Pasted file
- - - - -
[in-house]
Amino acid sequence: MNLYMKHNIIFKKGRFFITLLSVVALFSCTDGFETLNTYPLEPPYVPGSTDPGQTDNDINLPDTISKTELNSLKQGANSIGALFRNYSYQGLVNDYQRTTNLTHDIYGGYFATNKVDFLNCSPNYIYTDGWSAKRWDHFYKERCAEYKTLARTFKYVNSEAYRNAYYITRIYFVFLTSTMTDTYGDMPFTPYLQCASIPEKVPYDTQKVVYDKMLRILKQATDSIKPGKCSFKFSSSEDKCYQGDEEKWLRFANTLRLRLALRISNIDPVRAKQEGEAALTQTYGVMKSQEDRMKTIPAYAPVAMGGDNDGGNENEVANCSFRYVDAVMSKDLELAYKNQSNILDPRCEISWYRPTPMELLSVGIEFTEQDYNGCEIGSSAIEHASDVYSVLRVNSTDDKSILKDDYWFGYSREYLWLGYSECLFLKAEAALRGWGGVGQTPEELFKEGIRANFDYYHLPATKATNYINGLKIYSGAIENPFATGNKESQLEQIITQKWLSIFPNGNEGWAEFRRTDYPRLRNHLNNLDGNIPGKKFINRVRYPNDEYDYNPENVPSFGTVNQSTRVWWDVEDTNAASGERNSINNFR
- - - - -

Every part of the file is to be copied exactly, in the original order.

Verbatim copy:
[in-house]
Amino acid sequence: MNLYMKHNIIFKKGRFFITLLSVVALFSCTDGFETLNTYPLEPPYVPGSTDPGQTDNDINLPDTISKTELNSLKQGANSIGALFRNYSYQGLVNDYQRTTNLTHDIYGGYFATNKVDFLNCSPNYIYTDGWSAKRWDHFYKERCAEYKTLARTFKYVNSEAYRNAYYITRIYFVFLTSTMTDTYGDMPFTPYLQCASIPEKVPYDTQKVVYDKMLRILKQATDSIKPGKCSFKFSSSEDKCYQGDEEKWLRFANTLRLRLALRISNIDPVRAKQEGEAALTQTYGVMKSQEDRMKTIPAYAPVAMGGDNDGGNENEVANCSFRYVDAVMSKDLELAYKNQSNILDPRCEISWYRPTPMELLSVGIEFTEQDYNGCEIGSSAIEHASDVYSVLRVNSTDDKSILKDDYWFGYSREYLWLGYSECLFLKAEAALRGWGGVGQTPEELFKEGIRANFDYYHLPATKATNYINGLKIYSGAIENPFATGNKESQLEQIITQKWLSIFPNGNEGWAEFRRTDYPRLRNHLNNLDGNIPGKKFINRVRYPNDEYDYNPENVPSFGTVNQSTRVWWDVEDTNAASGERNSINNFR